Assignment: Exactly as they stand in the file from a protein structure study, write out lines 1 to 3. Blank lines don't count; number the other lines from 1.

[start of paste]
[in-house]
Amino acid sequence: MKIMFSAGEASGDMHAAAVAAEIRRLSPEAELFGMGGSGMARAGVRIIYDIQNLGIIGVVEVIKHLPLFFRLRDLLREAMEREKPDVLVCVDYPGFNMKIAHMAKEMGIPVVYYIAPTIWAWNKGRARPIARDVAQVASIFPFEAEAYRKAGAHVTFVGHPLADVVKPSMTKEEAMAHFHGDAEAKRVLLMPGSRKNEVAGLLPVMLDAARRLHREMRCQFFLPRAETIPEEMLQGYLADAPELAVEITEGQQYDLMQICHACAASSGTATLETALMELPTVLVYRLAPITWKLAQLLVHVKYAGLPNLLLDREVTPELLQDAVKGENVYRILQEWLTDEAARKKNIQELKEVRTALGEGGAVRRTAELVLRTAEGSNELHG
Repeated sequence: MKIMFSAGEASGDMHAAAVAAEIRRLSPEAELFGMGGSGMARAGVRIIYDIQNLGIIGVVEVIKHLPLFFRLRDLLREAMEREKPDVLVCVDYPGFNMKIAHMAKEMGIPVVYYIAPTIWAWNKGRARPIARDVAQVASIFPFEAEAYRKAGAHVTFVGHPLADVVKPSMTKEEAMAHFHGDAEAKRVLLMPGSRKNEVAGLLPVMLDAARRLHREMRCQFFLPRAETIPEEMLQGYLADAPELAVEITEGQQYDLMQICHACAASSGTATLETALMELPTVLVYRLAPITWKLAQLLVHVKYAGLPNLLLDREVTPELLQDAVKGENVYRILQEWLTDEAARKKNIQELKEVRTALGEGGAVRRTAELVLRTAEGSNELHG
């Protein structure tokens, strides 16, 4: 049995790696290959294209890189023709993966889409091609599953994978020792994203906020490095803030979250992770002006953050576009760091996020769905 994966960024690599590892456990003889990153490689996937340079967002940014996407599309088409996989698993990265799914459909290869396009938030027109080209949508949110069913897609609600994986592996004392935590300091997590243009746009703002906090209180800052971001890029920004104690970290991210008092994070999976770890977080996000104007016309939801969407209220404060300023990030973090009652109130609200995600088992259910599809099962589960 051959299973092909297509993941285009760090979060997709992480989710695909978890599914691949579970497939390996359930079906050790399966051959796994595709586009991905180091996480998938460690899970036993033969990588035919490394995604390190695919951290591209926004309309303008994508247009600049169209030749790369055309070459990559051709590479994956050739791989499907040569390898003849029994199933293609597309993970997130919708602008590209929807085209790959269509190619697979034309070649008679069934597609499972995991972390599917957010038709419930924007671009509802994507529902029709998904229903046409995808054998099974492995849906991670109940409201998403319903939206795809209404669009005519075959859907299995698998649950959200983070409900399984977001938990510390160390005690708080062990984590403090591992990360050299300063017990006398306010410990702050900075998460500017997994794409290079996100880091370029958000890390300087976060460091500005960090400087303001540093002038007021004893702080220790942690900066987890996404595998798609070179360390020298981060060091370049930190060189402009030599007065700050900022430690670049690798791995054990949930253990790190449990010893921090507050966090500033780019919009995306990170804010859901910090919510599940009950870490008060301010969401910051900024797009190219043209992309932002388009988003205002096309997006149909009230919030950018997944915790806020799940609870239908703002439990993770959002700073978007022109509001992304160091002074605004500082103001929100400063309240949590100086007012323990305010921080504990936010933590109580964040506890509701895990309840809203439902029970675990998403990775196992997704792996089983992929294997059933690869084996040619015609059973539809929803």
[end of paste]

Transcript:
[in-house]
Amino acid sequence: MKIMFSAGEASGDMHAAAVAAEIRRLSPEAELFGMGGSGMARAGVRIIYDIQNLGIIGVVEVIKHLPLFFRLRDLLREAMEREKPDVLVCVDYPGFNMKIAHMAKEMGIPVVYYIAPTIWAWNKGRARPIARDVAQVASIFPFEAEAYRKAGAHVTFVGHPLADVVKPSMTKEEAMAHFHGDAEAKRVLLMPGSRKNEVAGLLPVMLDAARRLHREMRCQFFLPRAETIPEEMLQGYLADAPELAVEITEGQQYDLMQICHACAASSGTATLETALMELPTVLVYRLAPITWKLAQLLVHVKYAGLPNLLLDREVTPELLQDAVKGENVYRILQEWLTDEAARKKNIQELKEVRTALGEGGAVRRTAELVLRTAEGSNELHG
Repeated sequence: MKIMFSAGEASGDMHAAAVAAEIRRLSPEAELFGMGGSGMARAGVRIIYDIQNLGIIGVVEVIKHLPLFFRLRDLLREAMEREKPDVLVCVDYPGFNMKIAHMAKEMGIPVVYYIAPTIWAWNKGRARPIARDVAQVASIFPFEAEAYRKAGAHVTFVGHPLADVVKPSMTKEEAMAHFHGDAEAKRVLLMPGSRKNEVAGLLPVMLDAARRLHREMRCQFFLPRAETIPEEMLQGYLADAPELAVEITEGQQYDLMQICHACAASSGTATLETALMELPTVLVYRLAPITWKLAQLLVHVKYAGLPNLLLDREVTPELLQDAVKGENVYRILQEWLTDEAARKKNIQELKEVRTALGEGGAVRRTAELVLRTAEGSNELHG